For those keeping track of the three-ring show known as U.S. Postal Service labor negotiations, the National Postal Mail Handlers Union reports that a federally appointed mediator is now in place to help the two sides settle on a new contract. The mediation process can take 60 days; if it fails, the next step will likely be binding arbitration.
An impasse was declared in late January in the Postal Service’s contract talks with both the mail handlers union and the National Association of Letter Carriers. The NALC announced the appointment of a mediator last month. “We’re working hard,” President Fredric Rolando said in a statement today. “We’re committed to reaching an agreement through the mediation process.”
But the National Rural Letter Carriers’ Association is already in arbitration. In an update posted earlier this month on its web site, the NRLCA reported that both sides had concluded their introductory cases before a three-member arbitration panel. As a matter of policy, USPS officials don’t publicly discuss labor negotiations. By the NRLCA’s telling, however, the Postal Service attempted to persuade the panel that its financial condition “requires dramatic actions to curb or reduce wages, COLA allowances, paid leave, health and other benefits that rural letter carriers and this union have worked hard to achieve.”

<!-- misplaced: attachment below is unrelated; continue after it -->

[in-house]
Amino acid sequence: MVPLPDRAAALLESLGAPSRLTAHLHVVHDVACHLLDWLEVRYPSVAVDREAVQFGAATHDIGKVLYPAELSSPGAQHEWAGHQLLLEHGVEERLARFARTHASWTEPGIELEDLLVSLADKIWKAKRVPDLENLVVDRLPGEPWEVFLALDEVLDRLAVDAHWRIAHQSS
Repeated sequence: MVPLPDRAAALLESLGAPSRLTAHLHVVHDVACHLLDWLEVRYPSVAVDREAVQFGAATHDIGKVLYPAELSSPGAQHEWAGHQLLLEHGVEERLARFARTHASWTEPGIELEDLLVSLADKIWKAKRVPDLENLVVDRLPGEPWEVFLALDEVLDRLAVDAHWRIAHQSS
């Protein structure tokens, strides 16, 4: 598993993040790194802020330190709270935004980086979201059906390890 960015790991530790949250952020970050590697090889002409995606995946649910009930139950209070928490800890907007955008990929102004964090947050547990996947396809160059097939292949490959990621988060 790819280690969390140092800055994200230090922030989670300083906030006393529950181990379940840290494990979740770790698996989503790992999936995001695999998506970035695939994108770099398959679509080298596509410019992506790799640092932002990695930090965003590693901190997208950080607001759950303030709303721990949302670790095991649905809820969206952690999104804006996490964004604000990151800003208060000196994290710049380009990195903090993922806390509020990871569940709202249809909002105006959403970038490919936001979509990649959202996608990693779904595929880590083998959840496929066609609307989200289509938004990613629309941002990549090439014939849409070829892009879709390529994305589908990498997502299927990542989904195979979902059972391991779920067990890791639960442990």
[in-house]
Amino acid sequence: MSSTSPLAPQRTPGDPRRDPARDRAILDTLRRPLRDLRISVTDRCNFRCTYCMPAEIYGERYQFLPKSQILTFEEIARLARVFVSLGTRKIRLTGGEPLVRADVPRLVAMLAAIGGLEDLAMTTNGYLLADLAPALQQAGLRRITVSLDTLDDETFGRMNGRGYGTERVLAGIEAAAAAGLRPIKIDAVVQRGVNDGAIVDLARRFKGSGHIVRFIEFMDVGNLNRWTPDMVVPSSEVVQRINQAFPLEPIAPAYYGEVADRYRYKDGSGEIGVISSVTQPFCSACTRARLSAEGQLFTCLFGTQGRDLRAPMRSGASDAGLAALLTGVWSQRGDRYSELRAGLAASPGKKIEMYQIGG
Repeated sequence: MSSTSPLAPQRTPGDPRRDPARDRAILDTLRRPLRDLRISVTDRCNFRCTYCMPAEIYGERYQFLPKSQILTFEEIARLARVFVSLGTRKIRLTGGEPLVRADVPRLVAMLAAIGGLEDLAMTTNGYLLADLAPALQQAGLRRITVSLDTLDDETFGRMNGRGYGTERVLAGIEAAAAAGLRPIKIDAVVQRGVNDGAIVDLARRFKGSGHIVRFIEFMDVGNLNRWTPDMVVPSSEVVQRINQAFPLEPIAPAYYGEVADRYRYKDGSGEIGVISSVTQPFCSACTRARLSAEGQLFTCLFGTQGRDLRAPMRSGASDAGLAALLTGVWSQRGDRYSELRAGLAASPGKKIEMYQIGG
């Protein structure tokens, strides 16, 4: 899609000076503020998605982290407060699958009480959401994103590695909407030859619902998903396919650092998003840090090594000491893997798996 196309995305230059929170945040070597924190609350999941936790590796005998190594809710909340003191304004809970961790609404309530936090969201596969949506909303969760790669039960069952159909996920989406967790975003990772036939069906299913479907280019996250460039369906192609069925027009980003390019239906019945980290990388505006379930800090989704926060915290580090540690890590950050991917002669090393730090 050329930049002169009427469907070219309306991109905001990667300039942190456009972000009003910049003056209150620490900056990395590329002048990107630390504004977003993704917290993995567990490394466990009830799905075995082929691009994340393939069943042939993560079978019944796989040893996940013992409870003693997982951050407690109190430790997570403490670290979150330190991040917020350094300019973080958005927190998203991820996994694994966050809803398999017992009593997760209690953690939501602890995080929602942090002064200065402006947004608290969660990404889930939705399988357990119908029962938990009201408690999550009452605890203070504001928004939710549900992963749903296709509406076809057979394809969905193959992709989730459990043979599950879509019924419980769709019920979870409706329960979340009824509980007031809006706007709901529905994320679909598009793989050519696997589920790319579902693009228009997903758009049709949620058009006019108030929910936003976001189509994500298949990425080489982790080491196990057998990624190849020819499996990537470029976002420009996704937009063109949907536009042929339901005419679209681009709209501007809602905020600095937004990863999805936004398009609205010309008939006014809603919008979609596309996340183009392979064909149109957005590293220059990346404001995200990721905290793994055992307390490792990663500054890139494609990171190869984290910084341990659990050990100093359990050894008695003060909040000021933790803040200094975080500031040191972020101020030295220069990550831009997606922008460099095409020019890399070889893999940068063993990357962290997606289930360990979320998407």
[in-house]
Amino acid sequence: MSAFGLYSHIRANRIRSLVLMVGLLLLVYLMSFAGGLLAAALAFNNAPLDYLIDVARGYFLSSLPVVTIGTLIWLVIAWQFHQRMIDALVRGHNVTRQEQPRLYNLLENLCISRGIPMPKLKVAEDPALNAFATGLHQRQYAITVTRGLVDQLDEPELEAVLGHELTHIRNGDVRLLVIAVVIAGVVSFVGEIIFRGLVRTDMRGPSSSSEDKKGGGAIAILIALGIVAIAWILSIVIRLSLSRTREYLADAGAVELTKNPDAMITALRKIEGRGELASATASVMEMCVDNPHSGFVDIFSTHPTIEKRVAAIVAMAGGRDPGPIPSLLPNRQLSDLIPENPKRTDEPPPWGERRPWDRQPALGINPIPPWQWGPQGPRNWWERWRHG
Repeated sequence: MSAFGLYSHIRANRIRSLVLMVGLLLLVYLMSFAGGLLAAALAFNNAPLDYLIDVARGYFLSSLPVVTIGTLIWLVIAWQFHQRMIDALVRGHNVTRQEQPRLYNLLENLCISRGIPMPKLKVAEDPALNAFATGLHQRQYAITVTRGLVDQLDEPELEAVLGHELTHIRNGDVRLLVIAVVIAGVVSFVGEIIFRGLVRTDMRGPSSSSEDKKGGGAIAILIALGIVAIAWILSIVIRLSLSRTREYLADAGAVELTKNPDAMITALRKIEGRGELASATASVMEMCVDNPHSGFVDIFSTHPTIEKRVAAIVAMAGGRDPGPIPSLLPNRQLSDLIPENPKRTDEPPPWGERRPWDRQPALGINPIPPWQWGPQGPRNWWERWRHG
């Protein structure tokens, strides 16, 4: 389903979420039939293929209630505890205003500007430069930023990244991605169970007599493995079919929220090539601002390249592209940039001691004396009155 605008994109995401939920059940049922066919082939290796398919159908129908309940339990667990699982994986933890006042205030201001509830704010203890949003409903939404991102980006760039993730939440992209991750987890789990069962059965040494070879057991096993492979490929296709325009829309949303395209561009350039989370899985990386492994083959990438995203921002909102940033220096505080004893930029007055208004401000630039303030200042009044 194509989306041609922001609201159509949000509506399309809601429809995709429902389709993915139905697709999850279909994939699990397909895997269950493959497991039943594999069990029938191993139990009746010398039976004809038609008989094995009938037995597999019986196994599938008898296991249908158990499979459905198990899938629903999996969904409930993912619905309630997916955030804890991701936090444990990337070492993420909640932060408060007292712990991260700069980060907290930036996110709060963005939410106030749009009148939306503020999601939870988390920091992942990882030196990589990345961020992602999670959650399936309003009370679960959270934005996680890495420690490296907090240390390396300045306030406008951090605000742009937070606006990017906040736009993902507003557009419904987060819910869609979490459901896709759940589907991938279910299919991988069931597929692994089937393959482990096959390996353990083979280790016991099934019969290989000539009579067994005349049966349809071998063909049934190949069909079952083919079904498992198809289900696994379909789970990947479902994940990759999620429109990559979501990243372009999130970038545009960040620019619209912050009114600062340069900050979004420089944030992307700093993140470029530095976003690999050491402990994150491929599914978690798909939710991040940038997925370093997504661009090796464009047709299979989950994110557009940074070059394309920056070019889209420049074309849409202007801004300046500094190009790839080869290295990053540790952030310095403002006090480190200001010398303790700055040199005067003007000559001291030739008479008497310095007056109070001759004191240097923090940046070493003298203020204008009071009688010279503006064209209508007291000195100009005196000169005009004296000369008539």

steven hylla Says:
March 23rd, 2012 at 3:08 pm
I beleive that all concerned employees should agree to a 2 year apy freeze. Also come on with the early outs veras. There are at least 50000 folks who would leave and it would be fairly easy to absorb their loss. Also when are we going to stop non-profit mailings this is a drain on our business also charge a fee for each and every peice of forwarded mail. lets start acting like a business.
richard staddon Says:
March 24th, 2012 at 11:24 am
What is the sense of agreeing on a contract when the Postal Service will only violate it. I’m a member of the APWU and ever since the Postmaster General and our President, Cliff Guffy shook hands the service has not lived up to the contract.